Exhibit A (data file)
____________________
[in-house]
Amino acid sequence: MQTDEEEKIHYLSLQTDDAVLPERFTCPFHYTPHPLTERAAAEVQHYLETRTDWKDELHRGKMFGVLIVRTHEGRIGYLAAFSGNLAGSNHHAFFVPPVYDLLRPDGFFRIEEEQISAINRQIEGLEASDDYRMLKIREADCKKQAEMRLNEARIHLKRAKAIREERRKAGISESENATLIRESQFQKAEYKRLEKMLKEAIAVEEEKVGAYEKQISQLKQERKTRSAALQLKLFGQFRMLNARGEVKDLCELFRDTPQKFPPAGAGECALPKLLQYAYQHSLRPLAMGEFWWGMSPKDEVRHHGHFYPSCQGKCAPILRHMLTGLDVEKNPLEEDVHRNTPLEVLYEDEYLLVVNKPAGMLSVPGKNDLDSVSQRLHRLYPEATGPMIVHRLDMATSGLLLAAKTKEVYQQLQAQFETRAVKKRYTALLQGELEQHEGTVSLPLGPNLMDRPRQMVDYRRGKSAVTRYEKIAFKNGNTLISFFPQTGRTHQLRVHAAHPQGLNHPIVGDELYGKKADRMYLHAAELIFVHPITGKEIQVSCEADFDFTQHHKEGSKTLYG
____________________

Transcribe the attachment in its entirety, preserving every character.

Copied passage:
[in-house]
Amino acid sequence: MQTDEEEKIHYLSLQTDDAVLPERFTCPFHYTPHPLTERAAAEVQHYLETRTDWKDELHRGKMFGVLIVRTHEGRIGYLAAFSGNLAGSNHHAFFVPPVYDLLRPDGFFRIEEEQISAINRQIEGLEASDDYRMLKIREADCKKQAEMRLNEARIHLKRAKAIREERRKAGISESENATLIRESQFQKAEYKRLEKMLKEAIAVEEEKVGAYEKQISQLKQERKTRSAALQLKLFGQFRMLNARGEVKDLCELFRDTPQKFPPAGAGECALPKLLQYAYQHSLRPLAMGEFWWGMSPKDEVRHHGHFYPSCQGKCAPILRHMLTGLDVEKNPLEEDVHRNTPLEVLYEDEYLLVVNKPAGMLSVPGKNDLDSVSQRLHRLYPEATGPMIVHRLDMATSGLLLAAKTKEVYQQLQAQFETRAVKKRYTALLQGELEQHEGTVSLPLGPNLMDRPRQMVDYRRGKSAVTRYEKIAFKNGNTLISFFPQTGRTHQLRVHAAHPQGLNHPIVGDELYGKKADRMYLHAAELIFVHPITGKEIQVSCEADFDFTQHHKEGSKTLYG